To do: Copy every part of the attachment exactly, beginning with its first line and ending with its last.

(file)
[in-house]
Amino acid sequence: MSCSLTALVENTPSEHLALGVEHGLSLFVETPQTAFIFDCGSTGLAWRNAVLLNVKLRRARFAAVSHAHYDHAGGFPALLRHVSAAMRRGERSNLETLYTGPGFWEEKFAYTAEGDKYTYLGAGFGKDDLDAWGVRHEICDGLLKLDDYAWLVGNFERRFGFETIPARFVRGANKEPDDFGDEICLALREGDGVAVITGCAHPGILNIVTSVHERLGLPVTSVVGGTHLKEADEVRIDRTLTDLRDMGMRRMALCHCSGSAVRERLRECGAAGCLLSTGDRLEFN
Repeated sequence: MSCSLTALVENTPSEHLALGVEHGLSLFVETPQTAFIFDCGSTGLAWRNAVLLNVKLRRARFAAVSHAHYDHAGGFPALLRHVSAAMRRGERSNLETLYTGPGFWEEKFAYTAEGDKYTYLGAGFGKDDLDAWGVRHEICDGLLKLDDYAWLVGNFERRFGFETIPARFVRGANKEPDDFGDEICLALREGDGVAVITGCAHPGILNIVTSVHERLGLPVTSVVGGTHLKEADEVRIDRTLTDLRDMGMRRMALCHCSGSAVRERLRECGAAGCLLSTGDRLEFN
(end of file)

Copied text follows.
[in-house]
Amino acid sequence: MSCSLTALVENTPSEHLALGVEHGLSLFVETPQTAFIFDCGSTGLAWRNAVLLNVKLRRARFAAVSHAHYDHAGGFPALLRHVSAAMRRGERSNLETLYTGPGFWEEKFAYTAEGDKYTYLGAGFGKDDLDAWGVRHEICDGLLKLDDYAWLVGNFERRFGFETIPARFVRGANKEPDDFGDEICLALREGDGVAVITGCAHPGILNIVTSVHERLGLPVTSVVGGTHLKEADEVRIDRTLTDLRDMGMRRMALCHCSGSAVRERLRECGAAGCLLSTGDRLEFN
Repeated sequence: MSCSLTALVENTPSEHLALGVEHGLSLFVETPQTAFIFDCGSTGLAWRNAVLLNVKLRRARFAAVSHAHYDHAGGFPALLRHVSAAMRRGERSNLETLYTGPGFWEEKFAYTAEGDKYTYLGAGFGKDDLDAWGVRHEICDGLLKLDDYAWLVGNFERRFGFETIPARFVRGANKEPDDFGDEICLALREGDGVAVITGCAHPGILNIVTSVHERLGLPVTSVVGGTHLKEADEVRIDRTLTDLRDMGMRRMALCHCSGSAVRERLRECGAAGCLLSTGDRLEFN